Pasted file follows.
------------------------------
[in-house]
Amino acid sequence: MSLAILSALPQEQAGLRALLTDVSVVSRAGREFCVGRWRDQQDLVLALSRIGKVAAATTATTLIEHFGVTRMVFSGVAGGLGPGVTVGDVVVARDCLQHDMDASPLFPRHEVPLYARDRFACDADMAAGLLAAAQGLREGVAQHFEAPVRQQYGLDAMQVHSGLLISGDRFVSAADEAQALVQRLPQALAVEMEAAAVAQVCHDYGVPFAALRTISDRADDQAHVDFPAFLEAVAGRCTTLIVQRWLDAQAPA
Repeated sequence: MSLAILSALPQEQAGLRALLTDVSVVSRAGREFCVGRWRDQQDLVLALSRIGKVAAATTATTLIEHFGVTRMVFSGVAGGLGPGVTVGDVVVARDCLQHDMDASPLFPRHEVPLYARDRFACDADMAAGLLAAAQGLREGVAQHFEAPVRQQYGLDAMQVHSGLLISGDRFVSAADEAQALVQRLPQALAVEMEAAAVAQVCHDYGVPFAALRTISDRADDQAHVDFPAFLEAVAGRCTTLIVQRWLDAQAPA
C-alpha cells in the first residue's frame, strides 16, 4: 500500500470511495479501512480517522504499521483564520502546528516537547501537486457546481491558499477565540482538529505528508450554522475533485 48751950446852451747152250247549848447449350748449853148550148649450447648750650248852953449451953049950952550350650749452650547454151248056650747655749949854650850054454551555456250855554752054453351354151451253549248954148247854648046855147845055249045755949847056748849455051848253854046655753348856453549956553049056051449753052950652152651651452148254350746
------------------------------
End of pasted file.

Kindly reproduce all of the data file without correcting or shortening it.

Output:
[in-house]
Amino acid sequence: MSLAILSALPQEQAGLRALLTDVSVVSRAGREFCVGRWRDQQDLVLALSRIGKVAAATTATTLIEHFGVTRMVFSGVAGGLGPGVTVGDVVVARDCLQHDMDASPLFPRHEVPLYARDRFACDADMAAGLLAAAQGLREGVAQHFEAPVRQQYGLDAMQVHSGLLISGDRFVSAADEAQALVQRLPQALAVEMEAAAVAQVCHDYGVPFAALRTISDRADDQAHVDFPAFLEAVAGRCTTLIVQRWLDAQAPA
Repeated sequence: MSLAILSALPQEQAGLRALLTDVSVVSRAGREFCVGRWRDQQDLVLALSRIGKVAAATTATTLIEHFGVTRMVFSGVAGGLGPGVTVGDVVVARDCLQHDMDASPLFPRHEVPLYARDRFACDADMAAGLLAAAQGLREGVAQHFEAPVRQQYGLDAMQVHSGLLISGDRFVSAADEAQALVQRLPQALAVEMEAAAVAQVCHDYGVPFAALRTISDRADDQAHVDFPAFLEAVAGRCTTLIVQRWLDAQAPA
C-alpha cells in the first residue's frame, strides 16, 4: 500500500470511495479501512480517522504499521483564520502546528516537547501537486457546481491558499477565540482538529505528508450554522475533485 48751950446852451747152250247549848447449350748449853148550148649450447648750650248852953449451953049950952550350650749452650547454151248056650747655749949854650850054454551555456250855554752054453351354151451253549248954148247854648046855147845055249045755949847056748849455051848253854046655753348856453549956553049056051449753052950652152651651452148254350746